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NM keeps eyes on growth in virus spread

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Human Services Secretary David Scrase takes part in a remote news conference broadcast from the Capitol in August. (Eddie Moore/Albuquerque Journal)

Copyright © 2020 Albuquerque Journal

SANTA FE – State epidemiologists are closely tracking an increase in how quickly COVID-19 is spreading in New Mexico – an uptick possibly set in motion by travel and social gatherings over Labor Day weekend.

The spread rate of the disease reached 1.11 on Sunday, meaning each person infected will, on average, spread it to 1.11 other people, according to statistical modeling by the state Department of Health. That’s the highest rate of spread since early July. The state’s target is 1.05 or less.

But the state’s daily case totals remain fairly low, suggesting even some growth won’t push the state out of compliance with more of its reopening criteria. New Mexico has averaged about 124 new cases a day over the past week, well within the target of 168 or fewer cases a day.

“We’re watching it really closely,” Human Services Secretary David Scrase said of the increase in the transmission rate, “and we’re hoping New Mexicans will continue to mask up.”

In a public briefing Tuesday, Scrase said state health officials have expected to see some increase in disease spread as restaurants reopened to indoor dining – at just partial capacity – and other restrictions were relaxed a few weeks ago. The hope is that it will plateau at an acceptable level.

“We knew it was going to go up,” Scrase said. “The question is, what’s it going to do in the next week or two? If it continues to go up, we’re going to have to think about how to respond to that.”

It’s a little too early, he said, to say whether the start of the school year has contributed to the increase. Most school districts have opted to stick with remote learning for now.

But travel and gatherings over Labor Day weekend, Scrase said, are a likely factor. An increasing share of people who tested positive for COVID-19 in late August and early September reported having traveled, attended a gathering or visited restaurants or breweries.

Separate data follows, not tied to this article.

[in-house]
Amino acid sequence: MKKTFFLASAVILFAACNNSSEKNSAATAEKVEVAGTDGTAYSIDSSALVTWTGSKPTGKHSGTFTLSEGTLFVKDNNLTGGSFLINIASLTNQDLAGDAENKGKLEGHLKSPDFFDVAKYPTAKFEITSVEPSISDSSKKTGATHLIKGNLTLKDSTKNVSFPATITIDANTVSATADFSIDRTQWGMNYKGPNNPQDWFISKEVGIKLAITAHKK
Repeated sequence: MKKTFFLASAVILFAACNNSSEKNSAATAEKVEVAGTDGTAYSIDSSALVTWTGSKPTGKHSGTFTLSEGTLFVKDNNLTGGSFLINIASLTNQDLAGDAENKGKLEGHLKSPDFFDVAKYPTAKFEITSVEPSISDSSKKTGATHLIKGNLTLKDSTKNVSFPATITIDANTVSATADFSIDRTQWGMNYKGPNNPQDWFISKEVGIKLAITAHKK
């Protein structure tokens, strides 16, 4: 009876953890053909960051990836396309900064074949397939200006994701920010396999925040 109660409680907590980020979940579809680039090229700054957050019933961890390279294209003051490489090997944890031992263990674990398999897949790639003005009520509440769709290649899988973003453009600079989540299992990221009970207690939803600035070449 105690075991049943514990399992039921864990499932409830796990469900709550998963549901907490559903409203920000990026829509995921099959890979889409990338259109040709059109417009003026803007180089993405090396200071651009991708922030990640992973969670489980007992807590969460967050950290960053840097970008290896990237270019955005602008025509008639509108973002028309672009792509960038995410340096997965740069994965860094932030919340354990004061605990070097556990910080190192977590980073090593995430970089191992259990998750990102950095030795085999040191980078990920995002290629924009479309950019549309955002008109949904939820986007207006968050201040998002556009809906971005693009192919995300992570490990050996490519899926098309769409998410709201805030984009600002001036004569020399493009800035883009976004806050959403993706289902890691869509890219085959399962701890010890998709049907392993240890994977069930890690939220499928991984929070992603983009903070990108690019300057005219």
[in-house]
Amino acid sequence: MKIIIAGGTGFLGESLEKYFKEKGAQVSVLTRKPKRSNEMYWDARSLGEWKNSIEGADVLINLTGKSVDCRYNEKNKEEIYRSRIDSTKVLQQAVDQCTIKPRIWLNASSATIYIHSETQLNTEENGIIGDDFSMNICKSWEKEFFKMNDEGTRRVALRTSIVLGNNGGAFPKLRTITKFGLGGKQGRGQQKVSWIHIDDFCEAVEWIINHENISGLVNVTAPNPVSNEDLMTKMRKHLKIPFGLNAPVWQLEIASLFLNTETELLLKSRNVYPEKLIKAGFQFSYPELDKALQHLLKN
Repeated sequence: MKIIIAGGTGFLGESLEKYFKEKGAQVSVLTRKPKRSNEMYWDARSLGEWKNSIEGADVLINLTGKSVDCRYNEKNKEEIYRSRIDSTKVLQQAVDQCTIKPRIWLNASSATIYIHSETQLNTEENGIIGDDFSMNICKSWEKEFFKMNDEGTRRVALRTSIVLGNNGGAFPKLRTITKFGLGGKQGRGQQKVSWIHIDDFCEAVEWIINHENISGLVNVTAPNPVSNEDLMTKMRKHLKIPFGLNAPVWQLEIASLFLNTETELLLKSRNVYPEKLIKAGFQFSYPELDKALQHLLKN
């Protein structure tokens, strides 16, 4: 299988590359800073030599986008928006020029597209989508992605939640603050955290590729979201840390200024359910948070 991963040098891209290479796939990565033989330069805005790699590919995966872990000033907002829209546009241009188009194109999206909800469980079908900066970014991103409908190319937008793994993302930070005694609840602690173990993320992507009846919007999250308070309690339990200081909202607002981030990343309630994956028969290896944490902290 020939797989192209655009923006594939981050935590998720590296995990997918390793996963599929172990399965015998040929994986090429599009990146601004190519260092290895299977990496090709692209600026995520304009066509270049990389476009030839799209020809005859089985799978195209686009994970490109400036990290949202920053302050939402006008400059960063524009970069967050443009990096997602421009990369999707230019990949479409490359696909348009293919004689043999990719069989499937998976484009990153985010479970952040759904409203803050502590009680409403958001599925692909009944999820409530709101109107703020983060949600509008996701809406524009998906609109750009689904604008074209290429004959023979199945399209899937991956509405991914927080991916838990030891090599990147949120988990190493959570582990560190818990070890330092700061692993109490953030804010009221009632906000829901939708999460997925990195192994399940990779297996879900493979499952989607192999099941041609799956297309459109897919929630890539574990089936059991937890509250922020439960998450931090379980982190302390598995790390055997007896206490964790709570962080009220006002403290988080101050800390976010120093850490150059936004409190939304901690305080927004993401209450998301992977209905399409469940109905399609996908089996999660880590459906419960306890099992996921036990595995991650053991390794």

“People moving around and interacting person-to-person leads to more transmission,” acting State Epidemiologist Chad Smelser said.

There’s no easy answer, he said, about when it would be appropriate to reimpose more restrictions.

New Mexico reported 110 new cases of the disease Tuesday, led by 21 cases in Bernalillo County, the state’s most populous county.

But the southeastern part of the state is experiencing the fastest growth in new cases, according to state data released Tuesday.

State officials on Tuesday also reported three virus deaths – a woman in her 70s and two men in their 90s.

The statewide death toll now stands at 854 since March.

Scrase and Smelser also said that the Department of Health’s coronavirus website – cv.nmhealth.org – now includes much more detailed information about the pandemic’s impact on New Mexicans’ health. The state is posting weekly reports under the link to “epidemiology reports” in the purple banner at the top of the page.

Among the findings:

• Heart disease, diabetes and high blood pressure are the three most common underlying conditions in people whose deaths are related to COVID-19. Other common conditions include chronic lung or kidney disease and obesity.

• The highest mortality rates are among those ages 65 and older, men and Native Americans.

• Native Americans once made up the largest share of New Mexico’s coronavirus cases, but Hispanic and white residents now make up a higher percentage of cases.


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